• Adam tries to get Chloe to stay away from him. When he does, she tugs “him hard by the lapels of his coat because he’s so tall that going up on tiptoes isn’t going to be enough. I kiss him, and at first his lips are hard and unrelenting. . . I ignore it. . . Adam’s hands drop to my shoulders and then he’s kissing me like he’s absolutely starved for it.”
  • Because of her memory disturbance, Chloe is afraid that she might have had sex. “My stomach does an ugly barrel roll. I take a breath and press my lips together. Could I forget something like that?”
  • When Chloe tells Adam that she loves him, he “pulls me in. His kiss is sweet and lingering, his hands trailing up my back and into my hair. It pushes out all of the cold and the fear of this night, leaving me warm and strong.”
  • When Chloe’s dad stands up for Adam, she thinks, “it’s strange. My dad defending a boy I’m making out with on a regular basis is pretty much a portent of impending apocalypse.”


  • When Chloe was in elementary school, Ryan teased Chloe’s friend and Chloe hit Ryan in the nose. “I can still practically feel that moment; the sharp, shocking pain in my knuckles and the sickening feeling that went through me when Ryan’s nose spurted blood.”
  • Chloe finds her psychiatrist “slumped over the desk. There’s a giant red-black puddle beneath her, all over the pretty desk planner.”
  • A girl hits Adam. Chloe sees “something flying by my face and then I hear the sickening smack of flesh against flesh. Adam’s jaw whips back, and I cry out as I see blood bloom on his lip.”
  • When someone threatens to hurt Chloe’s friends, she grabs a syringe and explains, “I pull the cap off and lunge. I stab the closest thing I can find and push the plunger hard and fast. . . He roars and slams his hand against my arm, batting me away. The needle still dangles from his neck when he punches at me again. This time I’m faster. I dodge left.” The man is not seriously injured.

Drugs and Alcohol

  • Adam’s grandmother is an alcoholic. When Chloe goes to Adam’s apartment, she sees “the row of liquor bottles” on the back counter.
  • When Adam’s grandmother answers the door, Chloe wonders “if the smell of booze coming off her is any indication of how she’s spent her evening.”
  • In the past, Adam broke into a pharmacy and stole drugs. Adam stole drugs for his grandmother because “she gets confused a lot. She had a period when she flushed her medicine down the toilet all of the time.” The insurance wouldn’t pay for more, so he stole more.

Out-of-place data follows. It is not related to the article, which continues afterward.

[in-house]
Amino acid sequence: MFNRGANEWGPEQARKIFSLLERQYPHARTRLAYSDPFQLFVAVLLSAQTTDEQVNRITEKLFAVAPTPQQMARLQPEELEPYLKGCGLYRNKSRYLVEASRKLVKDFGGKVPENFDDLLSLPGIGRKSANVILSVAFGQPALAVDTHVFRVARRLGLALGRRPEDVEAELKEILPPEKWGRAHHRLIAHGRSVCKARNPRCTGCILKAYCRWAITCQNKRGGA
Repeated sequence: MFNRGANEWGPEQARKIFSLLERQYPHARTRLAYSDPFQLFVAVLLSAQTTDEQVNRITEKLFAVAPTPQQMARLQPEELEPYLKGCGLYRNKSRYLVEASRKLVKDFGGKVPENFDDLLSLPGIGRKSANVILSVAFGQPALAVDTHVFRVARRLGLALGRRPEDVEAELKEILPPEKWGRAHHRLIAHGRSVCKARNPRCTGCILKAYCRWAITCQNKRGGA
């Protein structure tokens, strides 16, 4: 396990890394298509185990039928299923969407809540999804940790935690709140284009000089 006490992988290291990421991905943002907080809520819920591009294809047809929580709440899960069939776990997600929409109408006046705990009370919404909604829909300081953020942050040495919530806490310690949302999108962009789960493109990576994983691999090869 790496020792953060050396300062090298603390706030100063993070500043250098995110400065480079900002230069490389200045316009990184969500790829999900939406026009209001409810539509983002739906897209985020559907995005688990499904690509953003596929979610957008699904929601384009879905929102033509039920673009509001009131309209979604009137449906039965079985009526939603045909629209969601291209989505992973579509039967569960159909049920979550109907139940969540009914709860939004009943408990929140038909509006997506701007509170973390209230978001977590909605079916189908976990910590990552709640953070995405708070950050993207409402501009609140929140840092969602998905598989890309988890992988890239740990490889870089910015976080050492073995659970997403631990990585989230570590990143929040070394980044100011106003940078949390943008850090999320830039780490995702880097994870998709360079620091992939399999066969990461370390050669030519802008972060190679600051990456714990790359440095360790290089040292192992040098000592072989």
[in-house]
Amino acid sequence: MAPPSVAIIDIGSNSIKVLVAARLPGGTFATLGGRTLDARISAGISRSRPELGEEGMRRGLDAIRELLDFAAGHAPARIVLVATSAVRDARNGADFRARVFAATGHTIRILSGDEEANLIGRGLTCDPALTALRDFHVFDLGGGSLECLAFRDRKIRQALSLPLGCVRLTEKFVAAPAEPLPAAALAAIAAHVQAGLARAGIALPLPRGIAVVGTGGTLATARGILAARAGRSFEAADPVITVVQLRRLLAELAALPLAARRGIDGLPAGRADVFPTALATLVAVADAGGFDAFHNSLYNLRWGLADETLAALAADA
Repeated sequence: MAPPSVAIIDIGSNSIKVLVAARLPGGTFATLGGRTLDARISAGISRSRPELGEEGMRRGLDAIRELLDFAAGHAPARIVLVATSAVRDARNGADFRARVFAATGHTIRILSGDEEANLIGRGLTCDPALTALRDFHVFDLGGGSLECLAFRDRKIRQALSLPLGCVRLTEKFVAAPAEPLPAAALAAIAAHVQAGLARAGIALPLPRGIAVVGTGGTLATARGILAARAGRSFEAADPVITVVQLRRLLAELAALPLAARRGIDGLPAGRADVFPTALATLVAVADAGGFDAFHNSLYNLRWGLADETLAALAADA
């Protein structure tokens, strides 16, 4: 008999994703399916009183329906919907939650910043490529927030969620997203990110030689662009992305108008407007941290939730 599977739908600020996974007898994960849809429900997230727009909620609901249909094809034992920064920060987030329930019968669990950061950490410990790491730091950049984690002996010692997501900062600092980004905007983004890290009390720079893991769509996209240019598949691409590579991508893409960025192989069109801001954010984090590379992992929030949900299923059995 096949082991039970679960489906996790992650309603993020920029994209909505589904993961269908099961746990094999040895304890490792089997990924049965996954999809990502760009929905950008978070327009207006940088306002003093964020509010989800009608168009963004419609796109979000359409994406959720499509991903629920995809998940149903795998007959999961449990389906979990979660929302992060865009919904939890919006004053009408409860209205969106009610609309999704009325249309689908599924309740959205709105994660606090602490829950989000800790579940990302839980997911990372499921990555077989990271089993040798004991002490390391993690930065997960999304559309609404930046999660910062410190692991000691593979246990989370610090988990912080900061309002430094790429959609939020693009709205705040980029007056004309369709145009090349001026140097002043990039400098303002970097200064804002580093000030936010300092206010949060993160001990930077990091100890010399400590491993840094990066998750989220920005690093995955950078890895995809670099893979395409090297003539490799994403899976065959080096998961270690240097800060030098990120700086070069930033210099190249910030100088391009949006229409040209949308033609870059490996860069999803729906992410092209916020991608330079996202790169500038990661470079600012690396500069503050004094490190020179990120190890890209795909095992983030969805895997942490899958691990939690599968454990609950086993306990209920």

• While making dinner together, Chloe’s dad grabs a Samuel Adams.
  • As a secret study, some teens are given a drug called benzodiazepine, which causes “vivid dreams. Increased cognitive ability. Dry mouth. Excessive thirst. Sleepwalking. Headaches. Paranoid delusions. And my personal favorite—memory disturbances.”


  • Profanity is used often. Profanity includes ass, crap, bitch, damn, pissed, hell, freaking, and shit.
  • Fucking is used once. Adam says, “He sold it to me as my only way out of this shit-hole town and I bought it, Chloe. I bought it hook, line, and fucking sinker.”
  • “Oh God” and “God” are frequently used as exclamations.
  • Chloe calls someone a “twisted bastard.”
  • A girl asks Chloe, “Do you think only sluts wear red?”
  • When Chloe wakes up confused, she wonders if a boy is playing a joke on her. Then she thinks, “Blake isn’t into that kind of juvenile crap. He’s on the Bully Patrol, for God’s sake.”
  • When a boy questions Chloe, she thinks, “Oh my God, I’m like a freaking parrot. Words, Chloe. Find some and spit them the hell out!”


  • None

Spiritual Content

  • Chloe says “Thank God” occasionally. For example, when she wakes up confused and finds her cell phone, she thinks, “Thank God.”
  • Chloe and Maggie have a fight and don’t talk for months. Chloe goes to Maggie’s house to talk and says, “I follow her out of the kitchen, praying my knees will stay strong and I will not start trembling like the nervous wreck that I am.”
  • Chloe refers to God occasionally. For example, when Chloe is on an airplane she thinks, “I’m flying two thousand miles, hoping to God to end up right back where I started.”


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“It is 10:38 on a school night, and a juvenile delinquent is preparing to sneak into my house. This is not my life,” Chloe. –Six Months Later